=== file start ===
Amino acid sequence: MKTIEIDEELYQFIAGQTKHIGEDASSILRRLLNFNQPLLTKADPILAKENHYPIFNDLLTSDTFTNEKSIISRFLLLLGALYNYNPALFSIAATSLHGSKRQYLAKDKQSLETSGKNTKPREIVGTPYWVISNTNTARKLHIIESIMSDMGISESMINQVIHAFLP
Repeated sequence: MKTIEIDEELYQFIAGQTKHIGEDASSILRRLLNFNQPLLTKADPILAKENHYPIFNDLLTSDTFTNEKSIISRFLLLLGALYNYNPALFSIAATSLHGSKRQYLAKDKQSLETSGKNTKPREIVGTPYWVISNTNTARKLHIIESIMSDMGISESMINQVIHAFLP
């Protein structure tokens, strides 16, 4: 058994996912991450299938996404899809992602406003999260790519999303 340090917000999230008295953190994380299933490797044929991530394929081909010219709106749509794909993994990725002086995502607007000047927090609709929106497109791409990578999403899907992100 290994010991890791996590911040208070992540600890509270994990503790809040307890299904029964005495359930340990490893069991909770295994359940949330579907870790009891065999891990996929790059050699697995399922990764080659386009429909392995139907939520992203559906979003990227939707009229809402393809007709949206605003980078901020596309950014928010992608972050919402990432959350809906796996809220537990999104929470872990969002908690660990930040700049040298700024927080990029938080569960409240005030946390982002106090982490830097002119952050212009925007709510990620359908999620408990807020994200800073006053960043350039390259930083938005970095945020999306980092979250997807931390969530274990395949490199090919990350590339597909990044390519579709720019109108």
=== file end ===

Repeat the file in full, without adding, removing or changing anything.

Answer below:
Amino acid sequence: MKTIEIDEELYQFIAGQTKHIGEDASSILRRLLNFNQPLLTKADPILAKENHYPIFNDLLTSDTFTNEKSIISRFLLLLGALYNYNPALFSIAATSLHGSKRQYLAKDKQSLETSGKNTKPREIVGTPYWVISNTNTARKLHIIESIMSDMGISESMINQVIHAFLP
Repeated sequence: MKTIEIDEELYQFIAGQTKHIGEDASSILRRLLNFNQPLLTKADPILAKENHYPIFNDLLTSDTFTNEKSIISRFLLLLGALYNYNPALFSIAATSLHGSKRQYLAKDKQSLETSGKNTKPREIVGTPYWVISNTNTARKLHIIESIMSDMGISESMINQVIHAFLP
């Protein structure tokens, strides 16, 4: 058994996912991450299938996404899809992602406003999260790519999303 340090917000999230008295953190994380299933490797044929991530394929081909010219709106749509794909993994990725002086995502607007000047927090609709929106497109791409990578999403899907992100 290994010991890791996590911040208070992540600890509270994990503790809040307890299904029964005495359930340990490893069991909770295994359940949330579907870790009891065999891990996929790059050699697995399922990764080659386009429909392995139907939520992203559906979003990227939707009229809402393809007709949206605003980078901020596309950014928010992608972050919402990432959350809906796996809220537990999104929470872990969002908690660990930040700049040298700024927080990029938080569960409240005030946390982002106090982490830097002119952050212009925007709510990620359908999620408990807020994200800073006053960043350039390259930083938005970095945020999306980092979250997807931390969530274990395949490199090919990350590339597909990044390519579709720019109108």